Friday, October 30, 2009
I Am A Fly Fisherman
What I am trying to say is just this. I fly fish and only fly fish.Winter or summer it's fly fishing only for me. I don't use bait or spinners or jigs any longer. I am not an elitist in the sense that I look down my nose who do not follow the same angling path as I do because you must remember that it's that fraternity of anglers that I evolved from.
When I fish I don't take a spinning rod along just in case I can't hook anything with a fly. I used to do that until someone somewhere said "Shane, you'll never grow as a fly fisherman until you give yourself wholly to fly fishing" and he was right of course. I spent a lot of years chasing salmon and steelhead with bait, drift gear and the like and I caught a lot of fish in all sizes and had my share of days where I caught my daily limit. It was a grand time too and I look back on those days with a great deal of affection.
I pretty much did all I could do with gear amd bait here in Oregon and Washington and really had nothing to prove any longer. I had dabbled with fly fishing and in fact it was my summer time angling method and the only way I would fish for trout.
Winter steelhead and fall chinook however were strictly pursued with bait or other hardware.
Long story short I found myself not enjoying that rat race any longer. DDriving to the Wilson anxious about whether my favorite run would be occupied.
So one day I laid aside the drift bobbers, jigs and pencil lead forever. My catch rate, of course, went from filled hatchery tags to near nothing and my family, who had gotten used to fresh salmon and steelhead for dinner were left wanting.
In my angling life it was the best decision I ever made.
There is nothing more inspiring to me as a trout rising to a dry fly or a steelhead's first frantic run downstream as my Hardy reel screams in protest.
Do we fly fishermen have a monopoly on angling contentment? Not hardly! Some still approach it as some kind of ego inflating blood sport. For me it's a way to feel young again in this old body. I find myself looking at everything around me in a much different way like walking along a coastal river bank hoping to find a nice piece of quartz or a nice agate.I hope one day to maybe find a native American arrowhead. You notice the life along the shore more than you did when all you were interested in was getting your lead just right in order to get a good drift.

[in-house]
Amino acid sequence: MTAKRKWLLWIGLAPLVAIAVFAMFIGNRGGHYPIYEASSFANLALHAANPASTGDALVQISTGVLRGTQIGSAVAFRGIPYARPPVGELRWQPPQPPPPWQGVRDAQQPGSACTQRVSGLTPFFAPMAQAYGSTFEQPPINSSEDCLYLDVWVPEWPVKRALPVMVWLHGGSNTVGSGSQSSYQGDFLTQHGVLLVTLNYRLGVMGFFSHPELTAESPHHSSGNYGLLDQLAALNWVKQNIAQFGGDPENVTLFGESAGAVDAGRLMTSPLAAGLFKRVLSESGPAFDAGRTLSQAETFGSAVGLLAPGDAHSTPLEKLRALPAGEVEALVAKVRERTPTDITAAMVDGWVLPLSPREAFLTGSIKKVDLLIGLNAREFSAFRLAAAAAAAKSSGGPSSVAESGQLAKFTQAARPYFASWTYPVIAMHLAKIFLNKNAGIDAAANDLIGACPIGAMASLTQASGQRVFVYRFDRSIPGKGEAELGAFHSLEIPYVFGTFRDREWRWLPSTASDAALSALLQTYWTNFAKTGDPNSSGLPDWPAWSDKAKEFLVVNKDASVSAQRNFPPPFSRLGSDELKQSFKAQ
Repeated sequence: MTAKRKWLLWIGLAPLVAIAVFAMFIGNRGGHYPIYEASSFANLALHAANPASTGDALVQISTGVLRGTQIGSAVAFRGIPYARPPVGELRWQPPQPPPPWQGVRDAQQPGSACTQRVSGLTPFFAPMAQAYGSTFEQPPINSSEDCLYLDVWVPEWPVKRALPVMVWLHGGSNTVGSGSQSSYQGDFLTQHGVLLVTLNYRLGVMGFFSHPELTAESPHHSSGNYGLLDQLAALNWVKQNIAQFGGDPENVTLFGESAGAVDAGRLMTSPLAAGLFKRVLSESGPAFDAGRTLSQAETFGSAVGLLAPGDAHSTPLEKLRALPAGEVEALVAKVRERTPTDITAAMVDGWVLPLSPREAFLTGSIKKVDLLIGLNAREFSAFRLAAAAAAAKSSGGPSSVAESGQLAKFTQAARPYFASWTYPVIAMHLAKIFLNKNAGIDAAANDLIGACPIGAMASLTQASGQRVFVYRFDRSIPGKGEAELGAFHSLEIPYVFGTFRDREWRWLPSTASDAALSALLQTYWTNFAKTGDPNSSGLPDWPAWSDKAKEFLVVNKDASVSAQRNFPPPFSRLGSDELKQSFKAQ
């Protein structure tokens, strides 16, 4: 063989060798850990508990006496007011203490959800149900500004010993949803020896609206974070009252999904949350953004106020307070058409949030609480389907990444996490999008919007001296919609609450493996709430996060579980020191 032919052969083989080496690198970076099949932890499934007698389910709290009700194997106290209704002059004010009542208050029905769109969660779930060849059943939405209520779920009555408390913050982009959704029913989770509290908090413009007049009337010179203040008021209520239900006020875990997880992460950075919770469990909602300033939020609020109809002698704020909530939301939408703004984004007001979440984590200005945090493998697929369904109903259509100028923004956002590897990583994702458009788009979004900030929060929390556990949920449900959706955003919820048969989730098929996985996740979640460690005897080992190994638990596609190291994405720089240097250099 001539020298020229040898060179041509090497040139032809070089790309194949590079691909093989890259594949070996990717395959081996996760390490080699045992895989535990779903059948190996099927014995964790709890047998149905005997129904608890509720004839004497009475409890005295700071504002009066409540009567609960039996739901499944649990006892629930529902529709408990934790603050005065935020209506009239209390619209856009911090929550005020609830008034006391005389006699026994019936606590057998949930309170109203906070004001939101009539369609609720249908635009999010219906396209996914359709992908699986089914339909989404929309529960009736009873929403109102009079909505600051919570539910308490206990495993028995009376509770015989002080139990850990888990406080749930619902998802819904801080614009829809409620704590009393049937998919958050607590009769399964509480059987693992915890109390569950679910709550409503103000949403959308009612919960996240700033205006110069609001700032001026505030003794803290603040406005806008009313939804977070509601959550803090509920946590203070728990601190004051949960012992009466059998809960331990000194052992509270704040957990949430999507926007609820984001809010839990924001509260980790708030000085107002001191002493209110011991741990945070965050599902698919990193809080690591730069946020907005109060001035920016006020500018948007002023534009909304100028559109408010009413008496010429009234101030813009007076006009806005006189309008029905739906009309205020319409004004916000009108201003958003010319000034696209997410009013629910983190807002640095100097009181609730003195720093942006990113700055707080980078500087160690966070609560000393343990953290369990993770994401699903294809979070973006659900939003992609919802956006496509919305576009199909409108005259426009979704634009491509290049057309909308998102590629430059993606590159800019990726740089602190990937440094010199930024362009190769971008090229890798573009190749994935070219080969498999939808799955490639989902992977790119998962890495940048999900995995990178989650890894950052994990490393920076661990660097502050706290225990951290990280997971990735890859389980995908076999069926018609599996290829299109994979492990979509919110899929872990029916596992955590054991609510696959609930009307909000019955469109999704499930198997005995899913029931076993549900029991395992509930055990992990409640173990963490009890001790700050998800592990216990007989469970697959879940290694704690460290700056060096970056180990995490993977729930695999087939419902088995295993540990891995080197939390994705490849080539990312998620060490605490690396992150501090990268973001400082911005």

When I fish my favorite trout hang outs I almost instantly notice any subtle difference with it or the area around it.
I never did before! I had fun back then but it was the kind of fun born out of success and that success was measured by the number of fish I hooked.
Some of my most memorable trips in the years since I became "fly only" have been fish less.
There was one trip to the Wilson river while fishing another favorite run that I was serenaded by a bull elk bugling just across the river. The encounters with otter, eagles and bobcats will forever live in my memory.
When I fish with gear I never had to to look around and take notice of a beautiful flower or a water ouzel tying to make a living along the waterline.
So I can say when asked "Are you a fisherman?" I say "Yes, a fly fisherman"